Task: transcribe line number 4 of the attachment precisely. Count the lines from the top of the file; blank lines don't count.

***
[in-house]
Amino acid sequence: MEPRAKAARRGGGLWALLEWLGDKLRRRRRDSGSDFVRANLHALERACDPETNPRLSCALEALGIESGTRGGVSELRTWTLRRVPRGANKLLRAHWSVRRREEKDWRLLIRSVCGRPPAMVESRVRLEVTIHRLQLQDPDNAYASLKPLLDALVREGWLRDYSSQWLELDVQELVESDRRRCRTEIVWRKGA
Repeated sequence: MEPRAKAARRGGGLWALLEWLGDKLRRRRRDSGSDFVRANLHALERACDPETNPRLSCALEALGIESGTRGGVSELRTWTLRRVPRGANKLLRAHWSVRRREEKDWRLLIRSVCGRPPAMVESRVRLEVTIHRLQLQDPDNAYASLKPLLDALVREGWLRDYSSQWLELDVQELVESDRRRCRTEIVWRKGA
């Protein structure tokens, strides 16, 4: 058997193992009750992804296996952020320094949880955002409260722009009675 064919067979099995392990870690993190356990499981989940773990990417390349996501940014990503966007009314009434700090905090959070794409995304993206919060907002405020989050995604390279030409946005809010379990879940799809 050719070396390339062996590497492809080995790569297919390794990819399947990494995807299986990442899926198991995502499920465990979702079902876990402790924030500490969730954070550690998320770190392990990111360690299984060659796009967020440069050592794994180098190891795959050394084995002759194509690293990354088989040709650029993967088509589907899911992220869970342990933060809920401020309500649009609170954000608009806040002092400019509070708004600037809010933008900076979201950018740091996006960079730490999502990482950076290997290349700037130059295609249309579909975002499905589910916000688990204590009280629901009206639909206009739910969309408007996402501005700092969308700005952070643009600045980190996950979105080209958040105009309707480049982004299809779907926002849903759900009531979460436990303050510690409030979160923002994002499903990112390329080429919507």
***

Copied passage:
């Protein structure tokens, strides 16, 4: 058997193992009750992804296996952020320094949880955002409260722009009675 064919067979099995392990870690993190356990499981989940773990990417390349996501940014990503966007009314009434700090905090959070794409995304993206919060907002405020989050995604390279030409946005809010379990879940799809 050719070396390339062996590497492809080995790569297919390794990819399947990494995807299986990442899926198991995502499920465990979702079902876990402790924030500490969730954070550690998320770190392990990111360690299984060659796009967020440069050592794994180098190891795959050394084995002759194509690293990354088989040709650029993967088509589907899911992220869970342990933060809920401020309500649009609170954000608009806040002092400019509070708004600037809010933008900076979201950018740091996006960079730490999502990482950076290997290349700037130059295609249309579909975002499905589910916000688990204590009280629901009206639909206009739910969309408007996402501005700092969308700005952070643009600045980190996950979105080209958040105009309707480049982004299809779907926002849903759900009531979460436990303050510690409030979160923002994002499903990112390329080429919507």